Zogenix Files Suit Against State Ban on Zohydro ER

Pauline Anderson

April 09, 2014

Zogenix Inc, the company that manufactures the recently approved Zohydro ER, a single-entity extended-release (ER) hydrocodone, has filed a lawsuit in the US District Court in Massachusetts, requesting a temporary restraining order against execution of an executive order by that state's governor banning prescription and dispensing of its product.

On March 27, Massachusetts Governor Deval Patrick declared a public health emergency in response to the growing opioid addiction epidemic. Among these measures, he directed the state's Department of Public Health (DPH) to prohibit the prescribing and dispensing of any hydrocodone-only formulation until adequate measures are in place to protect against potential diversion and overdose.

The Zogenix lawsuit argues that this move is "in direct conflict with the authority of the FDA (Food and Drug Administration) to determine on behalf of the public whether a drug is safe and effective, and to impose the measures necessary to ensure that the drug will be used safely and appropriately," the company states in a press release."The legal action comes after a formal written request to the Governor for a meeting to discuss the facts about the product went unanswered."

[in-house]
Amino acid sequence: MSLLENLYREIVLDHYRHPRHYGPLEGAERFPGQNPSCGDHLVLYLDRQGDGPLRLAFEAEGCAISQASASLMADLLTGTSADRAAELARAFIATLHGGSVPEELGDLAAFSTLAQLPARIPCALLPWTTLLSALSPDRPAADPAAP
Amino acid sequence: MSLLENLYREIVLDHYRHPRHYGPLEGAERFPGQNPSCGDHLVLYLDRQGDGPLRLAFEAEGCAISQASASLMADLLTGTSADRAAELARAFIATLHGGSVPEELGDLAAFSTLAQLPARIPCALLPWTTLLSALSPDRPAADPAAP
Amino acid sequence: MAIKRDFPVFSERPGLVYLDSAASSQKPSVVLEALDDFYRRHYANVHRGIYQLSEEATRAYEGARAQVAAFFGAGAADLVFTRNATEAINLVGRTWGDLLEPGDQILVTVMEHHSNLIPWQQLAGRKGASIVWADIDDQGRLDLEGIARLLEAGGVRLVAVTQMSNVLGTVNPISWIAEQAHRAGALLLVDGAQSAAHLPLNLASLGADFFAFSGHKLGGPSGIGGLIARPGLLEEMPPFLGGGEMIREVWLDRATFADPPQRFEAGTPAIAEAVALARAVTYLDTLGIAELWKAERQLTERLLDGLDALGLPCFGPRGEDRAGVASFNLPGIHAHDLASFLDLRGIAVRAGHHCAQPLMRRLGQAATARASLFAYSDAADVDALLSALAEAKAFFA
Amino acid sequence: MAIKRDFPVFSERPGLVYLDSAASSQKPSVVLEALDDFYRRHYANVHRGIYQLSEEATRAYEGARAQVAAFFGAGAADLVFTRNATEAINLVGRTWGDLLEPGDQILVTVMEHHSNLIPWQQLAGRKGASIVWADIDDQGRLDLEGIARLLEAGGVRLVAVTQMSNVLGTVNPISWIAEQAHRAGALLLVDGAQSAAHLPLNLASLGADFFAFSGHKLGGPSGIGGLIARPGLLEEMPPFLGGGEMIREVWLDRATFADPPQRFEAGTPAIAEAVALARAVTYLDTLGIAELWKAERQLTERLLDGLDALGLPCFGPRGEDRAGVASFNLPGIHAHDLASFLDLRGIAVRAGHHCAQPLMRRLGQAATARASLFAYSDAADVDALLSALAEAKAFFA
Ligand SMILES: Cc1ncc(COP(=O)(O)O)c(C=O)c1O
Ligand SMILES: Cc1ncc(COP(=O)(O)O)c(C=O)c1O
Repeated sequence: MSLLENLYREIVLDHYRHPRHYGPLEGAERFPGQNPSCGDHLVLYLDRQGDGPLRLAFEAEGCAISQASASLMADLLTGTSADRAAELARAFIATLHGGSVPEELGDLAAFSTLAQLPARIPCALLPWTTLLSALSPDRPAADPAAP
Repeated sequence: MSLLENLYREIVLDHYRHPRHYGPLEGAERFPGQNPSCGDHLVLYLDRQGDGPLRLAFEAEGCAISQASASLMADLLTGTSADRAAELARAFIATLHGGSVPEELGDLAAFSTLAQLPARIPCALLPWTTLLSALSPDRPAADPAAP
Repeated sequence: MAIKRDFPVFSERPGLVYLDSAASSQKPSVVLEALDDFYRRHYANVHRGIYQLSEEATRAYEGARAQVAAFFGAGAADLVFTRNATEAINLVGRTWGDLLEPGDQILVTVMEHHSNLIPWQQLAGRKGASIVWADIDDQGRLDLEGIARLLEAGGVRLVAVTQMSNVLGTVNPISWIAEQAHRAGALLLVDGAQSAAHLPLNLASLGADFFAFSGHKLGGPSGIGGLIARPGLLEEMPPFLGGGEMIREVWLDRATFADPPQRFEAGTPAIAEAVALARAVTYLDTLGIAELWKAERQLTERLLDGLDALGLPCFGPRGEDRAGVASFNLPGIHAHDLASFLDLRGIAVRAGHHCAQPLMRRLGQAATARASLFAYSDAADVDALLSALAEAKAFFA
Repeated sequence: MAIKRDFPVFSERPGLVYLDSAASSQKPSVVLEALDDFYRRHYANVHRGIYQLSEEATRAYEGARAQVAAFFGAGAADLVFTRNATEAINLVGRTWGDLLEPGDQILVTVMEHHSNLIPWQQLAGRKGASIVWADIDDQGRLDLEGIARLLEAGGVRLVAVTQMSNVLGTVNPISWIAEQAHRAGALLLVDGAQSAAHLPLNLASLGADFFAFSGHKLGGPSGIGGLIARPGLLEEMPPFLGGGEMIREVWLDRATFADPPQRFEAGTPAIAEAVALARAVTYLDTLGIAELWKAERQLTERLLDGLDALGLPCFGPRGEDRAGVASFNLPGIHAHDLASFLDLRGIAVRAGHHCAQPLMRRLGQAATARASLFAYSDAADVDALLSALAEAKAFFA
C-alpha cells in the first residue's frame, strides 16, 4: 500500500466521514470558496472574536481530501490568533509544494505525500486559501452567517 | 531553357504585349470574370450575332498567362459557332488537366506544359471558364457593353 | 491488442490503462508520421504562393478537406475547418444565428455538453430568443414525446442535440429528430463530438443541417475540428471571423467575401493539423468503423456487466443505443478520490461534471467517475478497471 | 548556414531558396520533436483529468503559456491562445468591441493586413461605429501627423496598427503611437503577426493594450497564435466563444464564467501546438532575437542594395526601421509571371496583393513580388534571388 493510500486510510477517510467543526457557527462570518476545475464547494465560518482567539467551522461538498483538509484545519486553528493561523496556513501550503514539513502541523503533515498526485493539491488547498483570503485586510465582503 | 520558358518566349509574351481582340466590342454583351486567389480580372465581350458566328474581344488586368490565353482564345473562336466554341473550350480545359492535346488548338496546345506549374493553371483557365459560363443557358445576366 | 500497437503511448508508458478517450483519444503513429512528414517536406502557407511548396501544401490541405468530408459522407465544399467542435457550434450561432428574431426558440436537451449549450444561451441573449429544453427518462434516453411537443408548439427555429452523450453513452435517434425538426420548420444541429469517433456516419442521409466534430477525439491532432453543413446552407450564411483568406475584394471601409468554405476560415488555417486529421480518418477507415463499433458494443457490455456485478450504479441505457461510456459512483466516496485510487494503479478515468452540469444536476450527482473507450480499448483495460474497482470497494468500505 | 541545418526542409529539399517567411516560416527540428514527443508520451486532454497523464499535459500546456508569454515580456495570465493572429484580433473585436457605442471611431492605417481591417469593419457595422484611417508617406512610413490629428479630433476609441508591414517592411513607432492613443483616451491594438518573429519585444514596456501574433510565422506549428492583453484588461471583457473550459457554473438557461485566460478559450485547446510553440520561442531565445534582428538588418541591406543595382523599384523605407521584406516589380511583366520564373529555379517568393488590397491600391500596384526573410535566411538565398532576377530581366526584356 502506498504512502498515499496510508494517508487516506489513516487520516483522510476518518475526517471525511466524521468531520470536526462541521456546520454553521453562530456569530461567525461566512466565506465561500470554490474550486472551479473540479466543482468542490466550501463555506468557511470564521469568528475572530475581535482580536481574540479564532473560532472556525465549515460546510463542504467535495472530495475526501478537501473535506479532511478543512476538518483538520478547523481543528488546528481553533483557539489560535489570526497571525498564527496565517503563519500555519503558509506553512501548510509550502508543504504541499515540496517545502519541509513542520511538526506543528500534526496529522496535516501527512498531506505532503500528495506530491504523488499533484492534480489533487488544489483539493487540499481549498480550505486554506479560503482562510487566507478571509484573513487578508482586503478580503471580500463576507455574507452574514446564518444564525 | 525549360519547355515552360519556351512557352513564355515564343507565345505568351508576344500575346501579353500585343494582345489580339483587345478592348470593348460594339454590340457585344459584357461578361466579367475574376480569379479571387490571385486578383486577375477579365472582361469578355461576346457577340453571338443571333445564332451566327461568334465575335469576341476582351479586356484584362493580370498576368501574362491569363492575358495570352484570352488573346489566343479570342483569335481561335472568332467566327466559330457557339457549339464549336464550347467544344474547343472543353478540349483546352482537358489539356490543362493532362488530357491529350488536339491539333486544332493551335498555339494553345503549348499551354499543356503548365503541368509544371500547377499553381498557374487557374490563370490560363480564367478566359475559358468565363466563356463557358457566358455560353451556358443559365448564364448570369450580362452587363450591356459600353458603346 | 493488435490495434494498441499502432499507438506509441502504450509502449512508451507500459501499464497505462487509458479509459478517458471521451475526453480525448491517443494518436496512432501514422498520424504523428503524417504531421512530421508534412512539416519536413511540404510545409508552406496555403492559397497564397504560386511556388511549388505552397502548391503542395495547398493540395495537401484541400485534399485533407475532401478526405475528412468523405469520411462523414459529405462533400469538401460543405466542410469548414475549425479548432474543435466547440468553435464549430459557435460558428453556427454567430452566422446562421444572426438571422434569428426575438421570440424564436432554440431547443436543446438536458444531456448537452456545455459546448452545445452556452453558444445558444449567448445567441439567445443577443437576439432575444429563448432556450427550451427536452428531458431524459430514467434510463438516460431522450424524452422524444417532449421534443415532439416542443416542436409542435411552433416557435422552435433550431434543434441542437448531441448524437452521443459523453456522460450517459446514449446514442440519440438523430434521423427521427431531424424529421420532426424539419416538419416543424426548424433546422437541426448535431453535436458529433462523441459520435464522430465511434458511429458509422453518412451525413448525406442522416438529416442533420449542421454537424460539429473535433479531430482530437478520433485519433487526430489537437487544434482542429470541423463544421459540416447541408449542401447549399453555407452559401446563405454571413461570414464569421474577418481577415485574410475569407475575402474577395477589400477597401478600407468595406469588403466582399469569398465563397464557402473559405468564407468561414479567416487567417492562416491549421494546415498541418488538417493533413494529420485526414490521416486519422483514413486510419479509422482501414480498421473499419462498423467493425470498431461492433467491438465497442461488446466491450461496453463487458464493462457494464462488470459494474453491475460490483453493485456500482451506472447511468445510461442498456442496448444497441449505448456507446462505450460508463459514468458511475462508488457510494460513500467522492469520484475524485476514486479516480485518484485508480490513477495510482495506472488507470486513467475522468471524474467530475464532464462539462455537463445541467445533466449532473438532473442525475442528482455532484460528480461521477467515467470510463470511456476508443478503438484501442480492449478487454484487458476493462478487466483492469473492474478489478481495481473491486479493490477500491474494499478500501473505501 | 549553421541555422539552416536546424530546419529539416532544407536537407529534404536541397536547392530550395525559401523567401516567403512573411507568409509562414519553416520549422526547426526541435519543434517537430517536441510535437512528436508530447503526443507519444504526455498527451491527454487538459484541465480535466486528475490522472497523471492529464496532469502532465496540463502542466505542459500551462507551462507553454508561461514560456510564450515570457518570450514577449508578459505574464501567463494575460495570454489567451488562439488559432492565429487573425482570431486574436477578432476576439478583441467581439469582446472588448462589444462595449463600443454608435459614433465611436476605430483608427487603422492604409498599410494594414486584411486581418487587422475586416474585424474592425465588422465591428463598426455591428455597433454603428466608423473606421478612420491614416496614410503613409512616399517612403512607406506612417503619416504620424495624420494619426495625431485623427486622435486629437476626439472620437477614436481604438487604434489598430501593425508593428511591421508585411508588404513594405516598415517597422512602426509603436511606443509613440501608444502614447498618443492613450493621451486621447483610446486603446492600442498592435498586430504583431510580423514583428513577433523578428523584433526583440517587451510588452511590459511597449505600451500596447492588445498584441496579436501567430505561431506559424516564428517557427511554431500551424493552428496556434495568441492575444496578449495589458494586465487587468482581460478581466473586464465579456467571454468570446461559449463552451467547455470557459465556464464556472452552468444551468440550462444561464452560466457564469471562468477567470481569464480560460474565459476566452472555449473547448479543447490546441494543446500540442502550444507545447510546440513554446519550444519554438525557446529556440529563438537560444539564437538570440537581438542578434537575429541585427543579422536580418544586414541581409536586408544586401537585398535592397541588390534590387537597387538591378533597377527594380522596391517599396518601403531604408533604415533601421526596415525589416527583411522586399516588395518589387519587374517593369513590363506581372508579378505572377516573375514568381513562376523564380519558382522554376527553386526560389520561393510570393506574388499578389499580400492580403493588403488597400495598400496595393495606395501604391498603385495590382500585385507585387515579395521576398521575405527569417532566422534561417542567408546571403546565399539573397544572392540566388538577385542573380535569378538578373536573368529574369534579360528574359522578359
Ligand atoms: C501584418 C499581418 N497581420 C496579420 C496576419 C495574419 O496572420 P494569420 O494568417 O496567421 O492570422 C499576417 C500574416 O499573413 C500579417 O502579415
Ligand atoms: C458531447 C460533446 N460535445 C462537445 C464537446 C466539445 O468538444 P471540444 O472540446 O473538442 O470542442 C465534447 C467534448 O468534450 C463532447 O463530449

"Factual Inaccuracies"

After "very limited interactions with his staff after the decision," Zogenix is "convinced that the decision was driven by factual inaccuracies about the science and the data," the release notes.

"Unfortunately, it left us little recourse but to put the needs of patients in severe chronic pain ahead of politics and file for an injunction to stop the executive order," said Roger Hawley, Zogenix chief executive officer.

The FDA approved Zohydro ER last October "after an exhaustive 18-month review of the clinical trial data," said Hawley. "The rigorous FDA review process serves the nation's public health needs, the medical community and those in severe chronic pain, and the FDA regulatory authority simply should not be usurped by individual states."

Zohydro ER is the first and only ER hydrocodone without acetaminophen for the management of pain severe enough to require daily, around-the-clock, long-term opioid treatment for which alternative treatment options are inadequate.

"For those patients in Massachusetts struggling every day with severe chronic pain who are tolerating immediate-release hydrocodone therapies, which contain acetaminophen, having a new option of hydrocodone could provide a significant benefit at the same daily dose currently being prescribed and taken 4-6 times per day and reduce their risk of overdose of acetaminophen," the Zogenix release concludes.